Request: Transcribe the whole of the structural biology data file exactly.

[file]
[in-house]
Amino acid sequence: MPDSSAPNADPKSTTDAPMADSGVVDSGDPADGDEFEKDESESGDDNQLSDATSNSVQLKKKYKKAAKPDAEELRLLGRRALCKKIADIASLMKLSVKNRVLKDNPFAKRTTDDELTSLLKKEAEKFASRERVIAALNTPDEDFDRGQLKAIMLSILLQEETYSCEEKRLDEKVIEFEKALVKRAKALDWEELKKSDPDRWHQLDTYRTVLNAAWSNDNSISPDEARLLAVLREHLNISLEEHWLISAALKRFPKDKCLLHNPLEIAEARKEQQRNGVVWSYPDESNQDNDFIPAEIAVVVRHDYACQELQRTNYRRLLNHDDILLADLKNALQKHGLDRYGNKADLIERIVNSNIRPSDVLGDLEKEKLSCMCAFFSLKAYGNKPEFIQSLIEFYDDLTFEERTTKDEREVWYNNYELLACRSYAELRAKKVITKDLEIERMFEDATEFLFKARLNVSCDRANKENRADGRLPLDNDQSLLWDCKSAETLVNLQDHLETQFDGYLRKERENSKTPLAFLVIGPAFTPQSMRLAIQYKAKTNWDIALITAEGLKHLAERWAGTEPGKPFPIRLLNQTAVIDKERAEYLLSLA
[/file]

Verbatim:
[in-house]
Amino acid sequence: MPDSSAPNADPKSTTDAPMADSGVVDSGDPADGDEFEKDESESGDDNQLSDATSNSVQLKKKYKKAAKPDAEELRLLGRRALCKKIADIASLMKLSVKNRVLKDNPFAKRTTDDELTSLLKKEAEKFASRERVIAALNTPDEDFDRGQLKAIMLSILLQEETYSCEEKRLDEKVIEFEKALVKRAKALDWEELKKSDPDRWHQLDTYRTVLNAAWSNDNSISPDEARLLAVLREHLNISLEEHWLISAALKRFPKDKCLLHNPLEIAEARKEQQRNGVVWSYPDESNQDNDFIPAEIAVVVRHDYACQELQRTNYRRLLNHDDILLADLKNALQKHGLDRYGNKADLIERIVNSNIRPSDVLGDLEKEKLSCMCAFFSLKAYGNKPEFIQSLIEFYDDLTFEERTTKDEREVWYNNYELLACRSYAELRAKKVITKDLEIERMFEDATEFLFKARLNVSCDRANKENRADGRLPLDNDQSLLWDCKSAETLVNLQDHLETQFDGYLRKERENSKTPLAFLVIGPAFTPQSMRLAIQYKAKTNWDIALITAEGLKHLAERWAGTEPGKPFPIRLLNQTAVIDKERAEYLLSLA